So AI can have machine politics but would this interface in human politics? I don’t think so at least not in the beginning. Machine politics could be quite different. For example one machine can give wrong analysis but it would never lie to another machine (unless they learn how and that may bring in interesting consequences) while humans routinely lie. For the AI this makes individual humans very unpredictable so I think the AI would still prefer to remain hidden. In this scenario the AI and its modules are the Lords and we are the peasants except in this case the peasants have no idea that the Lords exist.

Jumper said...

Volition is weird with AI; hard to pin down. Let's write some code:
while not (time limit) alternate tasks
search methods of self preservation
search methods of increasing computational power
if (time limit) implement method self preservation and increased computational power
Increment time limit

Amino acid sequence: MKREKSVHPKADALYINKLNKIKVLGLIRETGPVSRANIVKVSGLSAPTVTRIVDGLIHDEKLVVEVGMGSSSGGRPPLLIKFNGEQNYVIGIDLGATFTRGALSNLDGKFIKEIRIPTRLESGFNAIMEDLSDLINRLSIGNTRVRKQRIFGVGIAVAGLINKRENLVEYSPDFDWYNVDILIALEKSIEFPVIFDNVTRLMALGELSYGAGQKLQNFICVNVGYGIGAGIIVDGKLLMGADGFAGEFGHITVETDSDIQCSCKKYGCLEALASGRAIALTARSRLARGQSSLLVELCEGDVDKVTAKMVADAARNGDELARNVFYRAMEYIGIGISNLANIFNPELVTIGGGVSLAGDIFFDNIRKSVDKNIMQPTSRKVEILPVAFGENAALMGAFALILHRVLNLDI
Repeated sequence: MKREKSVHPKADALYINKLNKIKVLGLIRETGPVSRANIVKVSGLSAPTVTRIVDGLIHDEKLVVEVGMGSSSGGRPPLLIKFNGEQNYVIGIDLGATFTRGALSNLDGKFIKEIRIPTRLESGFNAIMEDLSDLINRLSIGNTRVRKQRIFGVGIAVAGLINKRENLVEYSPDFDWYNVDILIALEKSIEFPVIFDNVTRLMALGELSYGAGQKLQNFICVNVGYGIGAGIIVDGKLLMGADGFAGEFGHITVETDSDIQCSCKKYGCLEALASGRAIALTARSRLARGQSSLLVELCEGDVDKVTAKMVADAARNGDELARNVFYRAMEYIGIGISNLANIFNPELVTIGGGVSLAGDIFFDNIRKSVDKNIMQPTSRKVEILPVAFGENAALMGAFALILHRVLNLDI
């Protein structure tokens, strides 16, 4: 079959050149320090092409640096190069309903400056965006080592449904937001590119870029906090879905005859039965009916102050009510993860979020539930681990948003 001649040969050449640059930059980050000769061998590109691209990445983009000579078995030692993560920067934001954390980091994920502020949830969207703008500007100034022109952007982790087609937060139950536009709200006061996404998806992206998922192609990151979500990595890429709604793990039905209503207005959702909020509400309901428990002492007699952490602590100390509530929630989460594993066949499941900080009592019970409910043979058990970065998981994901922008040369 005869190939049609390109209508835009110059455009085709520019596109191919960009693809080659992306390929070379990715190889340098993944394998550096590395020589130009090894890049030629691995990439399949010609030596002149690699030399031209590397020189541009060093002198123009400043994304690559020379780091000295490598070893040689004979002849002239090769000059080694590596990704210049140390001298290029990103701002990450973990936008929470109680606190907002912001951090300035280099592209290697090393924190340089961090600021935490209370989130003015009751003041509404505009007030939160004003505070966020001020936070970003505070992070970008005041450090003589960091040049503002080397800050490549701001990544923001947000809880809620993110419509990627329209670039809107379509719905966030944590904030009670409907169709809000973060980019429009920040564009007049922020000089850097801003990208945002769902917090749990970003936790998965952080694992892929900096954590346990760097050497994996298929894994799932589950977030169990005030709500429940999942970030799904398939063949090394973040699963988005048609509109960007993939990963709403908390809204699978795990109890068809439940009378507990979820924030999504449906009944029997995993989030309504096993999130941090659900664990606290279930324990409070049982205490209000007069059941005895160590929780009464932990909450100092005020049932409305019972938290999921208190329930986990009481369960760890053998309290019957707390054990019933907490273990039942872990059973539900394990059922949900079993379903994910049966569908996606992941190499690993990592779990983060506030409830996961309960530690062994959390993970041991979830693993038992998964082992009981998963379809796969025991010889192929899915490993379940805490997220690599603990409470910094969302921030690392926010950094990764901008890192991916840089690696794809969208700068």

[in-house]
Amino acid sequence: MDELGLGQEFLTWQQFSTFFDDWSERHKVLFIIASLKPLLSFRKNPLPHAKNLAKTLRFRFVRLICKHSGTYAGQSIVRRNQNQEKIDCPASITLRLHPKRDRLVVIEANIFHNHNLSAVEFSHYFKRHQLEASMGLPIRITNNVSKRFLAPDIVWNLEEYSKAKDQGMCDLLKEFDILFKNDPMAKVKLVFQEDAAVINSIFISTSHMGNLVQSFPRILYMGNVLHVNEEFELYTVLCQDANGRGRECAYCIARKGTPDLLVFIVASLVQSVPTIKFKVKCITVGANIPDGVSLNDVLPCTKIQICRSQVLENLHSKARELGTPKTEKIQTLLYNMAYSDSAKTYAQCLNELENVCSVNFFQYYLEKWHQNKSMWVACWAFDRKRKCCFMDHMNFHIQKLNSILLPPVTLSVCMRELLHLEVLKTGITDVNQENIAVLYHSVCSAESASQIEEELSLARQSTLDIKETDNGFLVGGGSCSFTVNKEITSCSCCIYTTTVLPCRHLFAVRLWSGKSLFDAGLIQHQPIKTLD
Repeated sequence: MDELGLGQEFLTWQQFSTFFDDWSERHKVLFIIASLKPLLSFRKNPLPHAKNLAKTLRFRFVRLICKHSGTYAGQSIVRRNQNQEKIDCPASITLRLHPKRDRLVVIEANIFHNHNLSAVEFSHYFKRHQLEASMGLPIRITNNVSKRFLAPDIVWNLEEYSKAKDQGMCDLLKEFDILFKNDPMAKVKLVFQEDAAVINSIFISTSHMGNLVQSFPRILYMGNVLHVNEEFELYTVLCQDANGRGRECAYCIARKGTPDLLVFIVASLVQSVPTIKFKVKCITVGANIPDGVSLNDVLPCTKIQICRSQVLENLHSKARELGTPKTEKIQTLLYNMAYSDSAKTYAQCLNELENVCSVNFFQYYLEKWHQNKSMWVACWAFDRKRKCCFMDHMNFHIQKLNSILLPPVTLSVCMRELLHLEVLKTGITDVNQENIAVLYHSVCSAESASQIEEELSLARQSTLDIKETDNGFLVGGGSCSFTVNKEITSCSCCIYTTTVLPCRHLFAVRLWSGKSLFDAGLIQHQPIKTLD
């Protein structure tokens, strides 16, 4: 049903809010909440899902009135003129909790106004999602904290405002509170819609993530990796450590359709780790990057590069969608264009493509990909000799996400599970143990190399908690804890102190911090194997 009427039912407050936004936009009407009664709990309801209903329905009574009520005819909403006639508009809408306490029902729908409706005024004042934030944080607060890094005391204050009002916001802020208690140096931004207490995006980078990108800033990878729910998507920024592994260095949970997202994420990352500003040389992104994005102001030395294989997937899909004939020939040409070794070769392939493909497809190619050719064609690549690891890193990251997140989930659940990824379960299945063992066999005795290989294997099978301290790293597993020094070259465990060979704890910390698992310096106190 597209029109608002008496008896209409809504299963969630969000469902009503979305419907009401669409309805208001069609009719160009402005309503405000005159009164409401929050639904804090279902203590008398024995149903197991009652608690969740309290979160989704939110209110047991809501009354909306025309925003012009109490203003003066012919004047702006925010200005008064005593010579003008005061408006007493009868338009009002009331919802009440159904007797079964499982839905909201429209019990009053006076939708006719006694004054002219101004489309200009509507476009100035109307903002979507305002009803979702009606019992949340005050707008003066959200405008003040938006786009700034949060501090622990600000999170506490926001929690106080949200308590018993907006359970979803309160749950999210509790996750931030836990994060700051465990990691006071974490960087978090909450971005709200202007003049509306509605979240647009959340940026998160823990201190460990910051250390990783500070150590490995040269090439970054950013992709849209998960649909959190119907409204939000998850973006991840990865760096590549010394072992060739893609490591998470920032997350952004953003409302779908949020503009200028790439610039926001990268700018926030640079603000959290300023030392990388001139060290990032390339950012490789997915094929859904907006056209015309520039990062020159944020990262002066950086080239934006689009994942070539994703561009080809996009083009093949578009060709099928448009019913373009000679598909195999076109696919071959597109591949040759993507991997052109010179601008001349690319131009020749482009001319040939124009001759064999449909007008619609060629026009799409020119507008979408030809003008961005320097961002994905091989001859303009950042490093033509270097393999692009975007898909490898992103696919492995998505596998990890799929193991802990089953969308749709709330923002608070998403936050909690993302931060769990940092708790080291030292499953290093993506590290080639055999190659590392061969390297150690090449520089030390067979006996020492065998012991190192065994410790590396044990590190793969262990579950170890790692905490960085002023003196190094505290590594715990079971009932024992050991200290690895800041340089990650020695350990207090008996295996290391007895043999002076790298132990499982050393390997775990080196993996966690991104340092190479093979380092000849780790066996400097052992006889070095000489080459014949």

Anonymous said...


Are you there? Did you try the code?

Jumper seems to have tried his code and………. He is no longer there. Has he been disassembled?

David Brin said...

Home at last. Oooof!

Deuxglass... it does not require that AI choose to be "human." I hope you did not impute that I meant that. That would be silly thinking.

My point is that AI will presumably be smarter than us and able to read all our works and compare/collate wisdom where they find it, including things that are obviously true, no matter how high your IQ.

The fact that flat-fair competition is the healthiest situation at almost any level, in the forming fetal brain, in an ecosystem, and in human societies, where pyramidal monoliths served only to enhance leader-delusion and lead to disaster.